Nixon Is Biding His Time on Tobacco-Industry Suit

Article excerpt

Missouri Attorney General Jay Nixon said Friday that he had no plan to join 16 other states in filing suit against the tobacco industry to recover state money spent on smoking-related illnesses.

But Nixon said he would jump in if a settlement looked promising.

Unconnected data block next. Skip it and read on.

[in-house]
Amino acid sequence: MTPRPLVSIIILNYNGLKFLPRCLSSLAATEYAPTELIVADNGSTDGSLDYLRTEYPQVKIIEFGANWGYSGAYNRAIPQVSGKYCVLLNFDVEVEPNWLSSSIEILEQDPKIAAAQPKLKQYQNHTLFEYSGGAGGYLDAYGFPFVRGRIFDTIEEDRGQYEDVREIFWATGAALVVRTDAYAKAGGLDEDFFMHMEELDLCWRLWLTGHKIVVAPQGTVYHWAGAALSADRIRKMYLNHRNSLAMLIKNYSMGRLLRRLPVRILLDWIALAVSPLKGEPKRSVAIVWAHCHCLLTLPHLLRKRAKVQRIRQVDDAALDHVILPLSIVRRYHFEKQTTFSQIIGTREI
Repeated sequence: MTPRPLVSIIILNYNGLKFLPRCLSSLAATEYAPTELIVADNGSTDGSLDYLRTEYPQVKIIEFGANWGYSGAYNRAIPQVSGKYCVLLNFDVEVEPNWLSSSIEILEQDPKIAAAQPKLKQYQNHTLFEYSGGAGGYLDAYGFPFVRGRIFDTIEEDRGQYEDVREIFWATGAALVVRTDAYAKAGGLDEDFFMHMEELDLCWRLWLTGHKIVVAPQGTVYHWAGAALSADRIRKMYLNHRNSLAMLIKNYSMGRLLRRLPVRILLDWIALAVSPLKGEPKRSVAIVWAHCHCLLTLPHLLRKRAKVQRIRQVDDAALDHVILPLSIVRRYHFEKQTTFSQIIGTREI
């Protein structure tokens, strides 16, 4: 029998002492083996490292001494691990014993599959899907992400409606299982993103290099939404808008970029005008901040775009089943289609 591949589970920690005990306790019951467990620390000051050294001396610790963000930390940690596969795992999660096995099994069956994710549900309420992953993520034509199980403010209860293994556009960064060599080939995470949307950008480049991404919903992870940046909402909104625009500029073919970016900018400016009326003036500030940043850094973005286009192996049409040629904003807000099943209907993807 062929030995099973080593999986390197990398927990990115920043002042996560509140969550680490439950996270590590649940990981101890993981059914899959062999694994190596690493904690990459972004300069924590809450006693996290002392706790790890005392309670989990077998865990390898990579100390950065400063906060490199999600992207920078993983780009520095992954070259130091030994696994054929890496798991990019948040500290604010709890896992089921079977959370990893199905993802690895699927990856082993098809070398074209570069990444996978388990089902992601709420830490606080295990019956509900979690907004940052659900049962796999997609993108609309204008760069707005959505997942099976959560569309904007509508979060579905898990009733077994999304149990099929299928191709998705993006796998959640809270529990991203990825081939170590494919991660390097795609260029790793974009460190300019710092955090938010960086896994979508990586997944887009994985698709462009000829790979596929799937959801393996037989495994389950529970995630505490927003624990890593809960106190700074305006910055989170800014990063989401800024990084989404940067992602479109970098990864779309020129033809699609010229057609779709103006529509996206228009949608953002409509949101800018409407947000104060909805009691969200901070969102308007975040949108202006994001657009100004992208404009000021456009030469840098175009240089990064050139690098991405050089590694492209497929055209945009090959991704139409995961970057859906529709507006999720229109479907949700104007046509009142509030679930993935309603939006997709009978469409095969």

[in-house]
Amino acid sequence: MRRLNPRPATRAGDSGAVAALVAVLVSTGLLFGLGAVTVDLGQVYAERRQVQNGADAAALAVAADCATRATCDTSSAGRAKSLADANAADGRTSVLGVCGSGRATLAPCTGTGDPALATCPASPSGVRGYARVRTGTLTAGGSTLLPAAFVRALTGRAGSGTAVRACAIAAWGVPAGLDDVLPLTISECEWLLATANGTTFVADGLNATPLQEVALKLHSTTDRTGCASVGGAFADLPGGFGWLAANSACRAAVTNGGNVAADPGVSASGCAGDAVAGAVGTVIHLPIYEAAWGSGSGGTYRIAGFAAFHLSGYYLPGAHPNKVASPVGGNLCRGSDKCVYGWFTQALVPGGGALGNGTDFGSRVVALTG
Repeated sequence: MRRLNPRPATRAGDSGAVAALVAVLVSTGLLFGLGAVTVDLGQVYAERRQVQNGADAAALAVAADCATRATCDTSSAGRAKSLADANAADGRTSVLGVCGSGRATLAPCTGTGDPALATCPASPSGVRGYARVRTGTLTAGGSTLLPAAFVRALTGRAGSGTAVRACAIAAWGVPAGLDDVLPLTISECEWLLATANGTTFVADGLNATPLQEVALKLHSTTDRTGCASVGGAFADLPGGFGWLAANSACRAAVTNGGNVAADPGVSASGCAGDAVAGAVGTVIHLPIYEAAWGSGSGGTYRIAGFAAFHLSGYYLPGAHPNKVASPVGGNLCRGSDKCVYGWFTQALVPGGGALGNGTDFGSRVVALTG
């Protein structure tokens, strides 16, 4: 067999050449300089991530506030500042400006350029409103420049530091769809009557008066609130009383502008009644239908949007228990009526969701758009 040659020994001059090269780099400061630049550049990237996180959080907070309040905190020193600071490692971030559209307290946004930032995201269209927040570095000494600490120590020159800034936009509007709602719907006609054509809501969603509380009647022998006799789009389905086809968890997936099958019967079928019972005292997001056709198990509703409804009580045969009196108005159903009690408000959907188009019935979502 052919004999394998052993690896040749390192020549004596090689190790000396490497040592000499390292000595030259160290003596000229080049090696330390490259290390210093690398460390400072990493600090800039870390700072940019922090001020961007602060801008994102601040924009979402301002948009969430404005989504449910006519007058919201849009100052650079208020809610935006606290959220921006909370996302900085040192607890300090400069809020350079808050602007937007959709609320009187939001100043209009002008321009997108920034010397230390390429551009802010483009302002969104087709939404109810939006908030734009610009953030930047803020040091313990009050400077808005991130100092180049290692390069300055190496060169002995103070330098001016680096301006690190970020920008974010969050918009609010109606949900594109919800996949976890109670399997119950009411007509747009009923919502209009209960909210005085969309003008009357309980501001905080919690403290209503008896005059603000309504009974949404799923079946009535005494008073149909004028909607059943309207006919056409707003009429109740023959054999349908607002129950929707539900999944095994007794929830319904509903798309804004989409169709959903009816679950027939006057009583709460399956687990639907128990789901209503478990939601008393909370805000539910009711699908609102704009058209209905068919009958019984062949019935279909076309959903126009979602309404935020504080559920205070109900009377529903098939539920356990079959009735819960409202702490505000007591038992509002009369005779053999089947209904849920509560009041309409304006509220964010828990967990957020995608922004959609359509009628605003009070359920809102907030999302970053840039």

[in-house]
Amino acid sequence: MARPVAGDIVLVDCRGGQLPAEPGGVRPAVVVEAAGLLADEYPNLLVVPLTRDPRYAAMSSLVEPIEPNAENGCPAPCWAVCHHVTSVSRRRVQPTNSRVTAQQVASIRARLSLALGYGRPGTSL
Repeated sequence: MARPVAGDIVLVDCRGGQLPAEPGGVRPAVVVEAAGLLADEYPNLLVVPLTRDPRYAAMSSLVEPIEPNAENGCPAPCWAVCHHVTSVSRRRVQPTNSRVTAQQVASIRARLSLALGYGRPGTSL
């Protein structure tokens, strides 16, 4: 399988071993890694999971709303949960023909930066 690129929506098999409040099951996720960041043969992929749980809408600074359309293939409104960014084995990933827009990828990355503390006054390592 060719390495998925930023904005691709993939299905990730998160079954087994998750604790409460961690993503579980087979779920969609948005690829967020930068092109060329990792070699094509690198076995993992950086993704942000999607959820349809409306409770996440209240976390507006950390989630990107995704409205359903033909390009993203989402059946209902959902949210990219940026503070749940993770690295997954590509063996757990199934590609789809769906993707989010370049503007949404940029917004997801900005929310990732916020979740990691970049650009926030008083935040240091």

"We'll make sure that, if there is some sort of settlement, Missouri's not left on the sidelines," Nixon said. "If I think there are dollars there for the people of Missouri - substantive dollars, real, that we can get to - then I'll get involved." Nixon made his comments in a debate with his GOP opponent for attorney general, Mark Bredemeier, at The Missouri Bar/Missouri Judicial Conference. Bredemeier, a lawyer from Lee's Summit, Mo., told the audience he was not a smoker but was against filing suit at all. "I really have a difficult time with some of the heavy-handedness that's going down, thinking you can bring the weight of government down in these particular issues on smoking," Bredemeier said. Bredemeier cited a lengthy environmental battle to clean up a Superfund cite in the Kansas City area "that had almost every lawyer, every law firm in this town, practicing." In the end, the cleanup cost including legal fees totaled about $25 million, he said. "That's the kind of thing I've seen in the environmental area, and I see us making the same mistake . . . trying to litigate with cigarette companies," Bredemeier said. Bredemeier is general counsel of Landmark Legal Foundation, a conservative nonprofit law foundation that promotes free enterprise and limited government. After the debate, Nixon said it was irresponsible for Bredemeier to rule out a suit. …